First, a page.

Mawddach Estuary
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The Snowdonia National Park Authority is reaching out to farmers and land managers to take advantage of a new scheme to restore traditional field boundaries in Snowdonia.

Traditional boundaries form an integral part of Snowdonia’s landscape – from dry stone walls and hedgerows, to the rarer slate flag crawiau fences of the slate quarrying areas. As well as serving a practical purpose, these boundaries are also important for wildlife and the environment.

Traditional boundaries of stone or hedgerows provide livestock with shelter from extreme winter conditions, or the heat of the summer sun, while providing a habitat for wildlife at the same time. Stone walls and hedgerows provide a safe refuge for small creatures, and form a safe linked corridor network for them to get around safely.

Hedgerows are of particular benefit to biodiversity and the environment. They provide a source of food for wildlife, and they also help the environment by improving air quality, storing carbon and helping to mitigate the effects of heavy rainfall by slowing down water penetration.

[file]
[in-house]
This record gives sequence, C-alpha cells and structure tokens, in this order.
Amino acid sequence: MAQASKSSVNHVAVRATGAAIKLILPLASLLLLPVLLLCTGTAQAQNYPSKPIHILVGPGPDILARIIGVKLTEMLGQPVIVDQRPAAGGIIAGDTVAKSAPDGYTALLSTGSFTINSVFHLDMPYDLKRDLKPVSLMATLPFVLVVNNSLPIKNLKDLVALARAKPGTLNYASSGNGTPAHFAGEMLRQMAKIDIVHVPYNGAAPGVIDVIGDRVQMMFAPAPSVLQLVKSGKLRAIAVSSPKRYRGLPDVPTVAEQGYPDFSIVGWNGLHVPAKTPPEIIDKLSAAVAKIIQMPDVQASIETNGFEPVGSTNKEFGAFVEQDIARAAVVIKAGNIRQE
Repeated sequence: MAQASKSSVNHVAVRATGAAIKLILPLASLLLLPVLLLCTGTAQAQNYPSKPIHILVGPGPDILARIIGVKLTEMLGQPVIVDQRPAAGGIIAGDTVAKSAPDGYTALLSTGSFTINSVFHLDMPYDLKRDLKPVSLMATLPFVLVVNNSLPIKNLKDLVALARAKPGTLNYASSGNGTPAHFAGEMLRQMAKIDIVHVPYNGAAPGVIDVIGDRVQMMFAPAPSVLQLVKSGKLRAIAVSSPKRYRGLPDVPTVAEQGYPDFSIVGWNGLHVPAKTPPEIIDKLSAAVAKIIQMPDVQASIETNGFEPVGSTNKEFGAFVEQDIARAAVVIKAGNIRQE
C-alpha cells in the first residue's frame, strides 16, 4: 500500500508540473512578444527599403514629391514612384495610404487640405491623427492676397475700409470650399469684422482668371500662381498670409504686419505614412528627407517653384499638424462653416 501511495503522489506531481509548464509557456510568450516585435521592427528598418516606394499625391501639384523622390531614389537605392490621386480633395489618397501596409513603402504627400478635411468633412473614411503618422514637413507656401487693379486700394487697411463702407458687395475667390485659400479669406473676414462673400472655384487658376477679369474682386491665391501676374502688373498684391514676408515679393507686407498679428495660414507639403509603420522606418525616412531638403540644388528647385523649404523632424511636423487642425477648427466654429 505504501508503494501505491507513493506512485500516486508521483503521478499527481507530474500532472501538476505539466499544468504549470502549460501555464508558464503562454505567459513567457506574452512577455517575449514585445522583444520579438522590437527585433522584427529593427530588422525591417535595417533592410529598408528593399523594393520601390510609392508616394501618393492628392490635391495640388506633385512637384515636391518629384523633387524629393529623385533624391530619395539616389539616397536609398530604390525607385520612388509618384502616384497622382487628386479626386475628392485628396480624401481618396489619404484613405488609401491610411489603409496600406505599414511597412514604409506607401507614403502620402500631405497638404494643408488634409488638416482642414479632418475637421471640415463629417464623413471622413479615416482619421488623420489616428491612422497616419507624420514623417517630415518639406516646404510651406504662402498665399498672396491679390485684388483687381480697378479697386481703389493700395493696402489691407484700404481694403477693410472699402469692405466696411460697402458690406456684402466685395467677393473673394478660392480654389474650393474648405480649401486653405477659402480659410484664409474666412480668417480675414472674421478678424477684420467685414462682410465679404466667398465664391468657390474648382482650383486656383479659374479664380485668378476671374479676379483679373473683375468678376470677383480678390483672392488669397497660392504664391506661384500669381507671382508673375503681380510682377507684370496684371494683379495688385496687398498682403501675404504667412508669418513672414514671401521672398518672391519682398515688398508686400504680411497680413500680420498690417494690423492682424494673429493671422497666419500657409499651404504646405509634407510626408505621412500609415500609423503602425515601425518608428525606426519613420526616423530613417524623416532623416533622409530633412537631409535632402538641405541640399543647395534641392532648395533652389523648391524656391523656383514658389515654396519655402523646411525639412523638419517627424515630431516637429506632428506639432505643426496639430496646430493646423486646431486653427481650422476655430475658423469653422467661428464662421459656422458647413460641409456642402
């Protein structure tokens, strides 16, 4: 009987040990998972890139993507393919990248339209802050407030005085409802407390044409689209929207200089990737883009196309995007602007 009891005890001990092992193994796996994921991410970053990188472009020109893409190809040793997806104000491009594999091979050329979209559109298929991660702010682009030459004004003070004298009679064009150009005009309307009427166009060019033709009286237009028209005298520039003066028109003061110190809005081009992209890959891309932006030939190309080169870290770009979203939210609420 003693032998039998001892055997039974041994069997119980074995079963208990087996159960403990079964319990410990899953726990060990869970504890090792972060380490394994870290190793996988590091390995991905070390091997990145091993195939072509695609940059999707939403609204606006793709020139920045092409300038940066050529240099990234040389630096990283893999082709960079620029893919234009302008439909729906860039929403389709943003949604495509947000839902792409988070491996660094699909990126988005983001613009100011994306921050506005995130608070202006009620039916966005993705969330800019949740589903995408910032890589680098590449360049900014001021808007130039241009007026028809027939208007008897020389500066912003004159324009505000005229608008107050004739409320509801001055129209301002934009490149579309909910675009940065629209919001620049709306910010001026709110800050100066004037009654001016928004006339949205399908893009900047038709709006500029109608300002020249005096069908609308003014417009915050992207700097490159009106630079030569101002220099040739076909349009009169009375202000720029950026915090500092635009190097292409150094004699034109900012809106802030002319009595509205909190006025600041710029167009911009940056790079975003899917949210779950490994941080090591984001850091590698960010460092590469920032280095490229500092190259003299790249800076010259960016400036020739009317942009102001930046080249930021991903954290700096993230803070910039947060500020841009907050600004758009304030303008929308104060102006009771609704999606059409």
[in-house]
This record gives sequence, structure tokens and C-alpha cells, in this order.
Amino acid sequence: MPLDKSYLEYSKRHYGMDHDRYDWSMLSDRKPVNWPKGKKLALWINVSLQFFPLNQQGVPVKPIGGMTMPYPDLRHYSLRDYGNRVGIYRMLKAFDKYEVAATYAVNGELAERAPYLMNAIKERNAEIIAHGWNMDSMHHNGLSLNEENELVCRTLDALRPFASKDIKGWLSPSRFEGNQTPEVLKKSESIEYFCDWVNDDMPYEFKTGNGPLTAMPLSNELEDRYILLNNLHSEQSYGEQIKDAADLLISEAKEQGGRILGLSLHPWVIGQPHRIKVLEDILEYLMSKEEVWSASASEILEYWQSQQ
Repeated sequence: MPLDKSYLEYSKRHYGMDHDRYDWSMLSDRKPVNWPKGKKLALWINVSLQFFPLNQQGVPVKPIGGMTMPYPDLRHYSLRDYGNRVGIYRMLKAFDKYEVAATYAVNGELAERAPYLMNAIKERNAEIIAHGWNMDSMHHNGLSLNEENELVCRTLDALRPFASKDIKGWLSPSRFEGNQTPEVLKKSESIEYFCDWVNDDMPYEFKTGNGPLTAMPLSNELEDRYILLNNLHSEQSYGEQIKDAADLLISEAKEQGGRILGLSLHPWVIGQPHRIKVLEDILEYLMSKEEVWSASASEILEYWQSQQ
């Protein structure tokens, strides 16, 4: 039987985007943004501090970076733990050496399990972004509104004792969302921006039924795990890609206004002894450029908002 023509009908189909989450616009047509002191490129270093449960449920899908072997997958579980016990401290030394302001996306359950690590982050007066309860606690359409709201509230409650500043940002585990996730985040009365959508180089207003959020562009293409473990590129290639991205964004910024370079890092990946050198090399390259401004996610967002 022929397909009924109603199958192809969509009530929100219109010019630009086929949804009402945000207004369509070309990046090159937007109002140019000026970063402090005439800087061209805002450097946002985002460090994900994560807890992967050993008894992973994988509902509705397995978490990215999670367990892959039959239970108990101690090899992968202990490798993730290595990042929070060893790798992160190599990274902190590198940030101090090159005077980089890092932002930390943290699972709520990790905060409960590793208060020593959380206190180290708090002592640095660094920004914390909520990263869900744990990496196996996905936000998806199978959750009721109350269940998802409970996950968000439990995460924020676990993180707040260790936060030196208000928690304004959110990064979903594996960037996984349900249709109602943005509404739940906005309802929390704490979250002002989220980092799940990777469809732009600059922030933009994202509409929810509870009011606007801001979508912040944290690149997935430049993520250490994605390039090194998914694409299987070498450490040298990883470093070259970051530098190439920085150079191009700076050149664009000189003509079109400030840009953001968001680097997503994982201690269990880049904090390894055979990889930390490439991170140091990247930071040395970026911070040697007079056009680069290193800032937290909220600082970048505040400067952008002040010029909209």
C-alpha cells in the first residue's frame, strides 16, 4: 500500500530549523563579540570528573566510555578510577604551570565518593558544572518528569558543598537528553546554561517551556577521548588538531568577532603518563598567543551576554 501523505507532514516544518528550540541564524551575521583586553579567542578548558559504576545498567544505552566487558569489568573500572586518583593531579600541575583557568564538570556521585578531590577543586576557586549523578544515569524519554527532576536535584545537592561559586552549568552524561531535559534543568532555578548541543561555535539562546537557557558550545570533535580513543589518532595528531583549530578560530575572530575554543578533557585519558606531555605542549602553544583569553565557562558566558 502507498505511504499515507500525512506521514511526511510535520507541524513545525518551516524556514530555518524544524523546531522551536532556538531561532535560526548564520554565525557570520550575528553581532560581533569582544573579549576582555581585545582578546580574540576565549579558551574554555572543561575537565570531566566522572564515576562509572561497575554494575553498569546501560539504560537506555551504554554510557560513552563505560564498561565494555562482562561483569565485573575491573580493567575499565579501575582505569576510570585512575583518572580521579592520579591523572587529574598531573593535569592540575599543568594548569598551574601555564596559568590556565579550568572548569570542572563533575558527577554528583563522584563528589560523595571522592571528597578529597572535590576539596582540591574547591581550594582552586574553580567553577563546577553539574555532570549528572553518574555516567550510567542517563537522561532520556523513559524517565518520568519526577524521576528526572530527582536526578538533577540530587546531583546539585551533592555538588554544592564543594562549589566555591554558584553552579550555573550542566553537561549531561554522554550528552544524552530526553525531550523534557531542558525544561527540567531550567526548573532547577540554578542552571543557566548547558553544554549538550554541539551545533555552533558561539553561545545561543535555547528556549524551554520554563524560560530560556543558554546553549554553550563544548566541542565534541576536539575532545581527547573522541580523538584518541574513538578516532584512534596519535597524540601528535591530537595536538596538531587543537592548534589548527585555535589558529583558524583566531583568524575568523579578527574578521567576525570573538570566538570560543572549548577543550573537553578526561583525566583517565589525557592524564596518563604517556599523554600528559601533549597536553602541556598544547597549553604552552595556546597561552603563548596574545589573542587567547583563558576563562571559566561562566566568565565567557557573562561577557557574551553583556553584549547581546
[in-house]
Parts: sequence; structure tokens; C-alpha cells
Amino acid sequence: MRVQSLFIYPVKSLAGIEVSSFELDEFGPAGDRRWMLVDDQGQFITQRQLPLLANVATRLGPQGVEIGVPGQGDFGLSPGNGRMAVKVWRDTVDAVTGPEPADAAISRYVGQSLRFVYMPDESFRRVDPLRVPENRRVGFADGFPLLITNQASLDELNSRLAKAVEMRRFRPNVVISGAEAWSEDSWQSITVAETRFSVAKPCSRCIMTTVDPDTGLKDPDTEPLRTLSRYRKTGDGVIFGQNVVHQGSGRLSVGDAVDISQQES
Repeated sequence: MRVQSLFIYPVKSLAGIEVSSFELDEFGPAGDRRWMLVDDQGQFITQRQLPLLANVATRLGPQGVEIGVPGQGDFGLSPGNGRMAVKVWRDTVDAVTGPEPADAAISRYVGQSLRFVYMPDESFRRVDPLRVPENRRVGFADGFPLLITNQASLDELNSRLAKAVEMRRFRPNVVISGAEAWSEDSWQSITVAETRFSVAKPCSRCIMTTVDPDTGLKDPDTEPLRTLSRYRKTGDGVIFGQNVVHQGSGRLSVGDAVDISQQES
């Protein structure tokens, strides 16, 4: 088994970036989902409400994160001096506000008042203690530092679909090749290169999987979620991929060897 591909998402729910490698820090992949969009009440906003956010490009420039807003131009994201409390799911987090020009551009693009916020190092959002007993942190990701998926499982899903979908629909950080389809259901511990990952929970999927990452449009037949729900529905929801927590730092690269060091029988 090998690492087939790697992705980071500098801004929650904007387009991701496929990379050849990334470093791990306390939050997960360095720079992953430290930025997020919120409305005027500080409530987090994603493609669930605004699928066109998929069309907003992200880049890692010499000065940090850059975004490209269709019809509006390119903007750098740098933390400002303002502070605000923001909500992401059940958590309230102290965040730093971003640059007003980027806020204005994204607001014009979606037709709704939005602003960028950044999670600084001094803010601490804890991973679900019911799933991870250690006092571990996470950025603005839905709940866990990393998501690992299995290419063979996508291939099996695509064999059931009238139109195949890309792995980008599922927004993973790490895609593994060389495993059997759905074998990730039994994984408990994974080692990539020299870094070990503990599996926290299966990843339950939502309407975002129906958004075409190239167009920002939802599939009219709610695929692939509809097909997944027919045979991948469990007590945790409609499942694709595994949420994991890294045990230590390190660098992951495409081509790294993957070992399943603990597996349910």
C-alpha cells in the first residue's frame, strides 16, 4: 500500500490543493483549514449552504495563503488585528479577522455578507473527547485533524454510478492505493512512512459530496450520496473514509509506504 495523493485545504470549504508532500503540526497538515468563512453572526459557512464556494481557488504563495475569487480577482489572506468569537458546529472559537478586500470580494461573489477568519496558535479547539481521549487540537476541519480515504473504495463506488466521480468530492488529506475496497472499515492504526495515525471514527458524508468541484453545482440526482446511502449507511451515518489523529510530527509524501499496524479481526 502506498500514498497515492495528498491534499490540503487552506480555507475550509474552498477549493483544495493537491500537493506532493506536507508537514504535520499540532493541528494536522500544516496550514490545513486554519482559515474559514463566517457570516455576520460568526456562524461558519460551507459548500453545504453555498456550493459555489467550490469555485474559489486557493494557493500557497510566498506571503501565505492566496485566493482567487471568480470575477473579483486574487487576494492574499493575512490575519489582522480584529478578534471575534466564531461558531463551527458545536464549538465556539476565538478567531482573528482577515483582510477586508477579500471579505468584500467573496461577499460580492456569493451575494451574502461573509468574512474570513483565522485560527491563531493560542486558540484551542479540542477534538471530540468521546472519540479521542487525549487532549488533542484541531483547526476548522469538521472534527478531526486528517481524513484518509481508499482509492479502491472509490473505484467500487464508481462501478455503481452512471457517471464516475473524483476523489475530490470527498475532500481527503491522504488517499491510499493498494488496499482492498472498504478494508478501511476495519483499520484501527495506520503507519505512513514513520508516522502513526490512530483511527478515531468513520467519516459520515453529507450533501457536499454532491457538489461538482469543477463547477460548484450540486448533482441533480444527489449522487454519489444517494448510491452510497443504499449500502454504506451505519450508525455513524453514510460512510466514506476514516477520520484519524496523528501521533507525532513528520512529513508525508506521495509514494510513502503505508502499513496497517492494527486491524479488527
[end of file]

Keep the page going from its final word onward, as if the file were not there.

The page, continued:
Thanks to funding through the Welsh Government’s ‘Sustainable Landscape, Sustainable Places’ scheme, the National Park Authority is offering land managers financial aid to restore traditional boundaries on their land.

Rhys Owen, the Snowdonia National Park Authority’s Head of Conservation, Woodland and Agriculture said:

“This is a fantastic scheme that will benefit both land managers and the environment, as well as the wider rural economy through the creation of work for local contractors. The scheme will run for a period of three years, with the first window now open for expressions of interest”.

If land managers would like more information or to express an interest in taking part in the scheme they are welcome to get in touch with the National Park Authority by email on parc@eryri.llyw.cymru or by phoning the head office on 01766 770 274. Closing date for the first round of expressions of interest is the 5th of November 2022.

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